Activity: Dear student, in our above discussions we have seen about the fish growth and development. Before we come to wrap up on this chapter, can you mention what recruitment is in fishes? Explain.

Recruitment refers to the number of new juvenile fish or cohorts reaching a size or an age where they represent a viable target for fishery i.e. recruitment can be defined as the number of new juvenile fishes or cohorts added to the existing fish biomass at a given age or size. Studies indicate that variability in recruitment is a primary factor that drives changes in fish populations. In turn, variability in fish recruitment is caused by densityindependent and density-dependent processes on all pre-recruit stages.

Activity: Dear student, what are the density-independent and density-dependent processes that affect recruitment?

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The density independent factors that affect fish recruitment include temperature and food conditions experienced by pre-recruits. The densitydependent processes that affect fish recruitment include competition for food or refuge with conspecifics or offspring of other species. In general mortality rates during the pre-recruit stage are very high. This means a population of faster growing individuals will experience a lower cumulative mortality than a slower growing one.

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Chapter Review Questions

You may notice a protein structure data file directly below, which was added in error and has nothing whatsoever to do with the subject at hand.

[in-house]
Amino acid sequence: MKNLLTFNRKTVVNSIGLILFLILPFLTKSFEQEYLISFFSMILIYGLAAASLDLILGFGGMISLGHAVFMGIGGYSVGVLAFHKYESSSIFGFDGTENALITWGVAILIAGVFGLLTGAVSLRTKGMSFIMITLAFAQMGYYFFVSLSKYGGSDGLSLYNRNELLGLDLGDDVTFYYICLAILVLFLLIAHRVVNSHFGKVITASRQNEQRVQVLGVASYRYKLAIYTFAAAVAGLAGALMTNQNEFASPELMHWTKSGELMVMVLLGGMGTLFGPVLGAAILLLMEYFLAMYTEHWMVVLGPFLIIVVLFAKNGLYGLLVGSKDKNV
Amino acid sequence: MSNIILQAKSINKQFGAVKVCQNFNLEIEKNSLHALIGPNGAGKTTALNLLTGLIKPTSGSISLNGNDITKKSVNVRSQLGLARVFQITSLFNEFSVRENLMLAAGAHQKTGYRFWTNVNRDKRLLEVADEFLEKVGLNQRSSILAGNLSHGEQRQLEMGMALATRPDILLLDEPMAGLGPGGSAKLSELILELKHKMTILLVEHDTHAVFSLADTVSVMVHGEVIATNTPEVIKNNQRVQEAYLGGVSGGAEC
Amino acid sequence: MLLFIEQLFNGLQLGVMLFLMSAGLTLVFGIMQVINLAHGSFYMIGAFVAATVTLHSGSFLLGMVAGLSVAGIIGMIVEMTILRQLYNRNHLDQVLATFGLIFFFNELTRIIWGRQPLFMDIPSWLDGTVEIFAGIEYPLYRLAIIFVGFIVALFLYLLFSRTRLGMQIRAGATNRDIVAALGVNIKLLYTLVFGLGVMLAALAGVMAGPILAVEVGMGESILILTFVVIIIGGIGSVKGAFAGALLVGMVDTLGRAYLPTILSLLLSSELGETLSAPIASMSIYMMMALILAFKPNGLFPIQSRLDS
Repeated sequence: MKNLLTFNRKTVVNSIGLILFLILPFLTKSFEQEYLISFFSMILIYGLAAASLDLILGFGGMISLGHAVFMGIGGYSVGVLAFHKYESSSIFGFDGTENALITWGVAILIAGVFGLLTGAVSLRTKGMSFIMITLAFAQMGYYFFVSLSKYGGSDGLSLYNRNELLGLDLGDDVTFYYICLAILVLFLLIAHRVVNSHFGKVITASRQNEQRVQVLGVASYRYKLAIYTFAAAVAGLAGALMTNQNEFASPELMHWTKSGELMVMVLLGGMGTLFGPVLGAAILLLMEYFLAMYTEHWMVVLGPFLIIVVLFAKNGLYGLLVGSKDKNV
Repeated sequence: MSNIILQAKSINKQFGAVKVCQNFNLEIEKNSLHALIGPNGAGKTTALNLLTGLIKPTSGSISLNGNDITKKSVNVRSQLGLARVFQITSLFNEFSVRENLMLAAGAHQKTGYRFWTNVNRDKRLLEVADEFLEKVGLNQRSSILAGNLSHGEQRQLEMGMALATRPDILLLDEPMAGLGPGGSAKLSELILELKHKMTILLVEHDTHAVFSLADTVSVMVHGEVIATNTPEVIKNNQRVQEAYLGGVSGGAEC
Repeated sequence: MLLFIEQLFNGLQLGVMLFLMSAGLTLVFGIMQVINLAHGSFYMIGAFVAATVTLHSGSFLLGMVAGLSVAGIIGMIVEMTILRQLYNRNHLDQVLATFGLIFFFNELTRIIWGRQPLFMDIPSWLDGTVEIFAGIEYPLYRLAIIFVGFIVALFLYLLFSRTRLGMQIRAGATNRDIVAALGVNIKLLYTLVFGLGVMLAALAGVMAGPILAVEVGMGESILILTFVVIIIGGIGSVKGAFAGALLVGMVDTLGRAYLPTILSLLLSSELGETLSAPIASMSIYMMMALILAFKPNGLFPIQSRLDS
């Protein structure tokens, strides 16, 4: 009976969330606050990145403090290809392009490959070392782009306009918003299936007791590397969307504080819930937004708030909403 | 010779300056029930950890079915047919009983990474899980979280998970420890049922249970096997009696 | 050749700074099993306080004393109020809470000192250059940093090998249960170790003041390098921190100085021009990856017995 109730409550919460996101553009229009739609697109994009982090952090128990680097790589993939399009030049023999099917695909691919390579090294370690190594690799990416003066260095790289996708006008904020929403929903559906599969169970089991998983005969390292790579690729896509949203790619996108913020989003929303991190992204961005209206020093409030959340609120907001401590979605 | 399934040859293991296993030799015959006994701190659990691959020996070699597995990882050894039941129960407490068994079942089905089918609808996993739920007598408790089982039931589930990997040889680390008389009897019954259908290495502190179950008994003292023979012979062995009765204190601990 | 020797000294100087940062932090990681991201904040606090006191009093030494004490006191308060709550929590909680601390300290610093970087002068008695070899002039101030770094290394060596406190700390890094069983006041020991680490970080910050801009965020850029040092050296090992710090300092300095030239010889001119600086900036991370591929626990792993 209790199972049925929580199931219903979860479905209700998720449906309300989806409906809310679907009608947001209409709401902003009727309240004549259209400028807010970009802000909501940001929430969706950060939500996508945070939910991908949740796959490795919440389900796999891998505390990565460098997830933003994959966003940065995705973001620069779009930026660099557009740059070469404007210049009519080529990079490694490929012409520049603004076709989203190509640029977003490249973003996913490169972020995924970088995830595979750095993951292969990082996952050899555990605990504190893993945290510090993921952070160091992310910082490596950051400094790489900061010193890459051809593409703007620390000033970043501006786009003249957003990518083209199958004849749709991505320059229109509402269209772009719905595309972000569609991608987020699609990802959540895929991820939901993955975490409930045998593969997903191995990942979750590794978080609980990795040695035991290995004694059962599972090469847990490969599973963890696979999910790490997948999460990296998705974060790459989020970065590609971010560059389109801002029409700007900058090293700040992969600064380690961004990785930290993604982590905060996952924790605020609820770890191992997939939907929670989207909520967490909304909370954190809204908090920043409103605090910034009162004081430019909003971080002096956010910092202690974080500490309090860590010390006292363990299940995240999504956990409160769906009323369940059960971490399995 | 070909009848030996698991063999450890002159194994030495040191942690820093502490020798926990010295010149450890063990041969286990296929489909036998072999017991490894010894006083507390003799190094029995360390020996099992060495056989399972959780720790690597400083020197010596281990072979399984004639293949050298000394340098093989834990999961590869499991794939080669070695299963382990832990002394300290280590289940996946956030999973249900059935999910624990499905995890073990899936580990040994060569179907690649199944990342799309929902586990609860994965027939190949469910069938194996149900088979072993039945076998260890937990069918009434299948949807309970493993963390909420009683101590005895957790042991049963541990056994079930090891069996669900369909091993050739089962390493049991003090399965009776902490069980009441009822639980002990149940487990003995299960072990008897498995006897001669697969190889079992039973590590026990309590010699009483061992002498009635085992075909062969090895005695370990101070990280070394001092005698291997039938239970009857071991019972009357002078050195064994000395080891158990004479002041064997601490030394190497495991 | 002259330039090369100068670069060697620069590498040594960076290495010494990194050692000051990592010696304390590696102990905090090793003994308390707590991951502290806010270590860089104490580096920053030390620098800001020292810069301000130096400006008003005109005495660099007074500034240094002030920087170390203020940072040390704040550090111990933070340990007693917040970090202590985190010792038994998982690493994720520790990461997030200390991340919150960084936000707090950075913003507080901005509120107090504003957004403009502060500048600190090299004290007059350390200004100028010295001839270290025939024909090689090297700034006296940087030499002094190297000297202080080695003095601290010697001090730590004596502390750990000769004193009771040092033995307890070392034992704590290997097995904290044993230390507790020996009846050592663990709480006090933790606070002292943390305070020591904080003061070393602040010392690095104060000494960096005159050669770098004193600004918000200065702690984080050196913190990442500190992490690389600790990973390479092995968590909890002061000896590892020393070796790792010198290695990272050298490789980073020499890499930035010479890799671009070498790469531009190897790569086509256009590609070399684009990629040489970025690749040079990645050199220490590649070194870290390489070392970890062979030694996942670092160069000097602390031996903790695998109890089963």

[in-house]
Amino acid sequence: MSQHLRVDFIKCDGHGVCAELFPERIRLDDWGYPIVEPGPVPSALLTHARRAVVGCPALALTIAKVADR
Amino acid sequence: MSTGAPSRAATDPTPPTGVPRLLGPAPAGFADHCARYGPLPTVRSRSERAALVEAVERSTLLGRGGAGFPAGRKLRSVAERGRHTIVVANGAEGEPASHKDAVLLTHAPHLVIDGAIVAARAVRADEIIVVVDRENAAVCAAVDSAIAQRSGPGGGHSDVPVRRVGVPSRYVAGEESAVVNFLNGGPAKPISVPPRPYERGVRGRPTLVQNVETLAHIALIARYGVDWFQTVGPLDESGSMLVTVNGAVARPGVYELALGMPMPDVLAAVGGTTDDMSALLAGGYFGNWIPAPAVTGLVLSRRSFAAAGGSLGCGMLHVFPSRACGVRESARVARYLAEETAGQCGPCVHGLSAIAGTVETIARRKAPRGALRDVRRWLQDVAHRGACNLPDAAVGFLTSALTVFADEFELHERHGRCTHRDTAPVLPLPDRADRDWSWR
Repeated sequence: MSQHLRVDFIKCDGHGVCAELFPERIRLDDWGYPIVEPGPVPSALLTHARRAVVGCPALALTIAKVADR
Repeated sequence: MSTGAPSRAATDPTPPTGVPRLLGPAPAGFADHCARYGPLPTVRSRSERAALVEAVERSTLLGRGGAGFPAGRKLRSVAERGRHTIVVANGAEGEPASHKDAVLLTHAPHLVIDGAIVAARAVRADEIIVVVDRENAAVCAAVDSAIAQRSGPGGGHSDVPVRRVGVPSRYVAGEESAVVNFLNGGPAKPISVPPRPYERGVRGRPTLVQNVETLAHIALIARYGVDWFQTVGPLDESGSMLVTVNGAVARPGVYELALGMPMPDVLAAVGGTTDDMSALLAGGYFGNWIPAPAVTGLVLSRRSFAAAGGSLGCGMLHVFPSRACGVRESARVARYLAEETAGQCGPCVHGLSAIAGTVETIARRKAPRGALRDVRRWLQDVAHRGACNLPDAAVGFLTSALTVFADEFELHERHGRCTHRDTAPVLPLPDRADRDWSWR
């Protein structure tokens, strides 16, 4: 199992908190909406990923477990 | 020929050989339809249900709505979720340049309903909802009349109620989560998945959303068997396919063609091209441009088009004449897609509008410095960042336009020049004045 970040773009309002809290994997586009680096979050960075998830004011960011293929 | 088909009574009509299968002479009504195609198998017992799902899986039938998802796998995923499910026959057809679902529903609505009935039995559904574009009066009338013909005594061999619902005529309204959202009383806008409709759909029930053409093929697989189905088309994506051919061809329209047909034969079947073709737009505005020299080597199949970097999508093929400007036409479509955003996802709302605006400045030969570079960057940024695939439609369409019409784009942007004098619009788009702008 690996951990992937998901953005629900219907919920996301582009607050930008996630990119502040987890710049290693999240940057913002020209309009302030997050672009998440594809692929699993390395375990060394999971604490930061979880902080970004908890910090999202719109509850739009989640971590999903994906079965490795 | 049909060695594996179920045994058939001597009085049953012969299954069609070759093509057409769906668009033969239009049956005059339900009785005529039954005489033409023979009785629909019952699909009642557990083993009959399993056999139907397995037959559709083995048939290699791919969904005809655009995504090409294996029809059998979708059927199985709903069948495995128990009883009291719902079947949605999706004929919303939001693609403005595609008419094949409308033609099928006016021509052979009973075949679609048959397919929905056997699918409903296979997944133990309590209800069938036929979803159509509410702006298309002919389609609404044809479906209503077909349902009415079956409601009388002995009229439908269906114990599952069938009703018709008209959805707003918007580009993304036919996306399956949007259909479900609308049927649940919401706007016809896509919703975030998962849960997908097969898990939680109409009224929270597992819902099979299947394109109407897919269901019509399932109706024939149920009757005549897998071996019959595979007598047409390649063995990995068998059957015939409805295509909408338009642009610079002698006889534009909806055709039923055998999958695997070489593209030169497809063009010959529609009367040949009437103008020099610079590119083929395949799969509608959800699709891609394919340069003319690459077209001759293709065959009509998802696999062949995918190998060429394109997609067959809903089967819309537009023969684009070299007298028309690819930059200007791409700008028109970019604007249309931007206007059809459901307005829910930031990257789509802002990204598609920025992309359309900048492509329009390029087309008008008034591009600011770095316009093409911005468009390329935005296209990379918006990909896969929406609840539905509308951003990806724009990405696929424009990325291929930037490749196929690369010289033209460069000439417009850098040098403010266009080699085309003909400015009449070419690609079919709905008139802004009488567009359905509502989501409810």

1. Define heterosexuality, bisexuality and unisexuality in fishes 2. What are the differences among the simultaneous hermaphroditism, sequential hermaphroditism and serial hermaphroditism in fishes? 3. What are the differences among the oviparous, viviparous and ovoviviparous fishes? 4. What are the two forms of fertilization in fishes? 5. How is sperm transferred from male to female in fishes undergoing internal fertilization? 6. What is spawning in fishes? 7. What is recruitment in fishes? 8. List down the various developmental stages in fishes

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Capture Fisheries
Chapter Outline
3.1. Introduction 3.2. Fishing Gears and Crafts 3.3. Fishing Methods 3.4. Commercially Important Fishes

Chapter Objectives
Up on completion of this chapter, you will be able to: Define capture fisheries Define and distinguish between the fishing gears and methods List down some major fishing gears often used in capture fisheries Give examples of major fishing crafts Give examples of commercially important fishes in the world Give examples of commercially important species in Ethiopia

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3.1. Introduction
Dear student, in this chapter and chapter 4 you will be able to distinguish between two major and broad categories of fisheries. Before, proceeding to the details and discussions of these two subjects it may be wise to take a moment to define what is meant by fisheries. Fisheries (sing. fishery) can be defined as human’s utilization of fish and other aquatic organisms of certain values. This comes in two major forms: capture fisheries (chapter 3) and aquaculture (chapter 4).

Activity: • Dear student, before you go on reading the following sections take a moment and try to jot down the similarities and differences you think would exist between capture fisheries and aquaculture. You need to refer to chapter 6 of your Aquatic Sciences and Wetlands Management (Biol 302) course module to refresh your memory on the subject.